popeWow, I wish I had Jon M. Sweeney’s luck. I mean, The Pope Who Quit was already doing well when it first came out last year, but I’m willing to bet sales have gone through the roof in the last couple of weeks. Sweeney actually discusses, in this book, the possibility that Benedict XVI might choose to resign. Now that the pope actually has done that, I’m sure readers are more intrigued than ever by this well-written biography of the only other pope in history who actually did walk away from the job.

Pope Celestine V, or Peter Morrone as he was known pre-papacy, was a hermit monk who founded a religious order and was a popular preacher and teacher in the Italy of the late 1200s. During a lengthy and fruitless conclave to choose a new pope, one of the cardinals suggested Peter as a candidate, and it appears the suggestion was seized upon as an example of divine inspiration. The reluctant hermit was hauled out of his solitary retreat and made leader of the church, but Peter/Celestine only held the position for fifteen weeks. During that time he was almost completely ineffectual, was believed to be a puppet of the King of Naples, insisted on living in a hut built inside a courtyard of the palace where he was supposed to reside, and made no effort to deal with the complex political and ecclesiastical problems a pope was supposed to handle. Three months into his term he resigned and went home, intending to return to his quiet hermitage. Instead, he was arrested and imprisoned by his successor (who had helped him with the legal procedures necessary for his abdication), and died a short while later in prison, possibly murdered.

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101 Letters to a Prime Minister, by Yann Martel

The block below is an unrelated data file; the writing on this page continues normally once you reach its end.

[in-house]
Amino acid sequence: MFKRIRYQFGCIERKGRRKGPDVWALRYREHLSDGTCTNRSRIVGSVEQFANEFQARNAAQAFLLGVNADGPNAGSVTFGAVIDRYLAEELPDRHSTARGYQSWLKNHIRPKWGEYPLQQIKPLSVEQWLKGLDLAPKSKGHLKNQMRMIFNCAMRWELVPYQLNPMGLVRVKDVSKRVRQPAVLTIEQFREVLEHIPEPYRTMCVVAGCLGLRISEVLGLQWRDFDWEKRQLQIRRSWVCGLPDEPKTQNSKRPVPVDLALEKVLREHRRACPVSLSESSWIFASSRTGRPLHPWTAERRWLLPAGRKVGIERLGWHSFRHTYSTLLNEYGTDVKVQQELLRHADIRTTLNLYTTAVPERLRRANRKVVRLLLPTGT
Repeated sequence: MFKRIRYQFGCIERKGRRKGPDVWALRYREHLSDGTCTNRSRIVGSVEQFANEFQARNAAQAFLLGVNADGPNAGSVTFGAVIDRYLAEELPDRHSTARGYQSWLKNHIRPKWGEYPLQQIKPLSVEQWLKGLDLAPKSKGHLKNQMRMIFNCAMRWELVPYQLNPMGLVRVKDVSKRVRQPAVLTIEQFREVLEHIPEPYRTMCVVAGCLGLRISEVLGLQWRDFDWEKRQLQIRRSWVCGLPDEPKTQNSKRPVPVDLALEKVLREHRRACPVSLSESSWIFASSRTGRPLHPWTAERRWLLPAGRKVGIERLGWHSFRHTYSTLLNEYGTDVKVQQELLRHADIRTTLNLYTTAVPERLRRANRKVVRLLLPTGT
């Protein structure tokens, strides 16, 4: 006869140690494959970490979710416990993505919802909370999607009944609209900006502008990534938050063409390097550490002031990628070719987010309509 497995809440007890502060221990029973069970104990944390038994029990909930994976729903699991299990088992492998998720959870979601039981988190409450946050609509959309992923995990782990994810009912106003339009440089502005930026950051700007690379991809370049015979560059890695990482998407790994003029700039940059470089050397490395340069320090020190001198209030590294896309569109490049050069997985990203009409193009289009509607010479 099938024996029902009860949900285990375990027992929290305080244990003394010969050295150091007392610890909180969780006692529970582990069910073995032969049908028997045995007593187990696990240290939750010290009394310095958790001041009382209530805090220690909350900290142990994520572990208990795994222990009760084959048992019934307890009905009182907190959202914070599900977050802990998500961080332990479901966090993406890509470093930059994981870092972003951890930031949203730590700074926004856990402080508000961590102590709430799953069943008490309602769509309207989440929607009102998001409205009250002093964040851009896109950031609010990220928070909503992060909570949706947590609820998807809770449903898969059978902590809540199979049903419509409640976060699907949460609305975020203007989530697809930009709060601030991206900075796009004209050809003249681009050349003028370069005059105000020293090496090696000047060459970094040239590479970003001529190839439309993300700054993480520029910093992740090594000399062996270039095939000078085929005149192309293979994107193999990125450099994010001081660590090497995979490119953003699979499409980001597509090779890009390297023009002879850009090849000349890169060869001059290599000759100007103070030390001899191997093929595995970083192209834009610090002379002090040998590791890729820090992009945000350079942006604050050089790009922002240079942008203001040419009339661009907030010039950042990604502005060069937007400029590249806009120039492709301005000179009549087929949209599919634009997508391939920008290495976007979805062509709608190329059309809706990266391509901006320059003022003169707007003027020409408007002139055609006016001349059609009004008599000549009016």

101lettersI got this book as a Christmas gift and only just finished it, reading a couple of the 101 letters every time I picked it up. Many Canadians will already be familiar, as I was, with Life of Pi author Yann Martel’s one-sided book club, in which he sent Prime Minister Stephen Harper a book every other week for about for years, each one accompanied by a letter discussing the enclosed book and why Martel thought the Prime Minister of Canada should read it. (This process was documented on Martel’s website and in an earlier book that covered the first 55 books  in the series). Harper never sent Martel a single personal reply, although staff members did send a few carefully-worded form letters in response to some of the books.

There are two levels to 101 Letters: the political and the literary. Martel’s political agenda is not subtle: he is spurred to write by the Harper government’s apparent indifference to the arts and frequently refers in the letters to cuts to arts funding and other programs Martel sees as essential for a healthy society. His cynicism towards (verging on contempt) for Harper, his government, and his policies, frequently comes through in the letters: it’s clear that Yann Martel is suggesting reading as a program of self-improvement which he believes Stephen Harper desperately needs, but which he also thinks Harper is unlikely to avail of. By publishing the correspondence as it unfolded, Martel made it clear that the books and letters were always meant to be as much a commentary on and critique of Harper the politician, as a private message to Harper the man.

Personally, I’m no fan of Stephen Harper (to put it very very mildly) and my political views largely align with Martel’s, so I sympathize. But I also (oddly) found myself sympathizing with Harper (which I’ve certainly never done before). You can see why he wouldn’t want to reply to these letters, written in an apparently gentle tone that is almost always condescending and disapproving not very far beneath the surface. But one can hope that at least he read some of the books.

Which brings me to the second and more valuable purpose of this collection: the 101 wonderfully varied books (actually more, since Martel occasionally sent two or even three shorter books with a single letter) discussed in these pages contain several gems I wanted to add to my to-read list and some brilliant insights into books I’ve already read and loved. These aren’t necessarily Yann Martel’s favourite books: in fact, he includes some (such as an Ayn Rand novel) that he actively dislikes. It’s his discussion of why he’s chosen each book and why he thinks it would be a good addition to the library of a national leader. Regardless of your politics, any book-lover should enjoy this collection — though if you’re an ardent fan of Stephen Harper and his Conservative government, you will find Martel’s attitude in these pages hard to take at times.